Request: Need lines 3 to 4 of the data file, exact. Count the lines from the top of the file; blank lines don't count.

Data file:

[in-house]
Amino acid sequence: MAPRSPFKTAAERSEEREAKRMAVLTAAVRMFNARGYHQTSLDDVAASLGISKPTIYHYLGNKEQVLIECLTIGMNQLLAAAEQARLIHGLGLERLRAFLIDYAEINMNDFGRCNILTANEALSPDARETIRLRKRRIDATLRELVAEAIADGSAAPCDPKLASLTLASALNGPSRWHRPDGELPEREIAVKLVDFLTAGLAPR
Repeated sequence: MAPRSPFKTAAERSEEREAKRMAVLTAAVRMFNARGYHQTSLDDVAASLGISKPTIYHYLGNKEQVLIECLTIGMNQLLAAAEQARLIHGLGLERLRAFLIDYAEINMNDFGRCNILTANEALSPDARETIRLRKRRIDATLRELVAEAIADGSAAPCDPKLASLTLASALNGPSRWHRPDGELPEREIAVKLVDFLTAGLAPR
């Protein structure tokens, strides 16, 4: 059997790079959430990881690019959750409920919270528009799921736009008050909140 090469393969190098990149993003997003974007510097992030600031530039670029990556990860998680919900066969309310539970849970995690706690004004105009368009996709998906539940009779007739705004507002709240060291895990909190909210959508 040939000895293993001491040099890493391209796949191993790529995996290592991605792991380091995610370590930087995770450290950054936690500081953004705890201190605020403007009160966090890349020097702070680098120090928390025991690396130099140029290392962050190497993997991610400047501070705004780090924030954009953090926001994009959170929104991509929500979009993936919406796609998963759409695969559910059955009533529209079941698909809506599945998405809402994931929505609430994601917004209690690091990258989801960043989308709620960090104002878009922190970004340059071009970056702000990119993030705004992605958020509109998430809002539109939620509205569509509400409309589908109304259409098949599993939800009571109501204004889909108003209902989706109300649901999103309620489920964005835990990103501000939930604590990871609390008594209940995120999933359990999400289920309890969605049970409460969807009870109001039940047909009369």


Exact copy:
Repeated sequence: MAPRSPFKTAAERSEEREAKRMAVLTAAVRMFNARGYHQTSLDDVAASLGISKPTIYHYLGNKEQVLIECLTIGMNQLLAAAEQARLIHGLGLERLRAFLIDYAEINMNDFGRCNILTANEALSPDARETIRLRKRRIDATLRELVAEAIADGSAAPCDPKLASLTLASALNGPSRWHRPDGELPEREIAVKLVDFLTAGLAPR
């Protein structure tokens, strides 16, 4: 059997790079959430990881690019959750409920919270528009799921736009008050909140 090469393969190098990149993003997003974007510097992030600031530039670029990556990860998680919900066969309310539970849970995690706690004004105009368009996709998906539940009779007739705004507002709240060291895990909190909210959508 040939000895293993001491040099890493391209796949191993790529995996290592991605792991380091995610370590930087995770450290950054936690500081953004705890201190605020403007009160966090890349020097702070680098120090928390025991690396130099140029290392962050190497993997991610400047501070705004780090924030954009953090926001994009959170929104991509929500979009993936919406796609998963759409695969559910059955009533529209079941698909809506599945998405809402994931929505609430994601917004209690690091990258989801960043989308709620960090104002878009922190970004340059071009970056702000990119993030705004992605958020509109998430809002539109939620509205569509509400409309589908109304259409098949599993939800009571109501204004889909108003209902989706109300649901999103309620489920964005835990990103501000939930604590990871609390008594209940995120999933359990999400289920309890969605049970409460969807009870109001039940047909009369």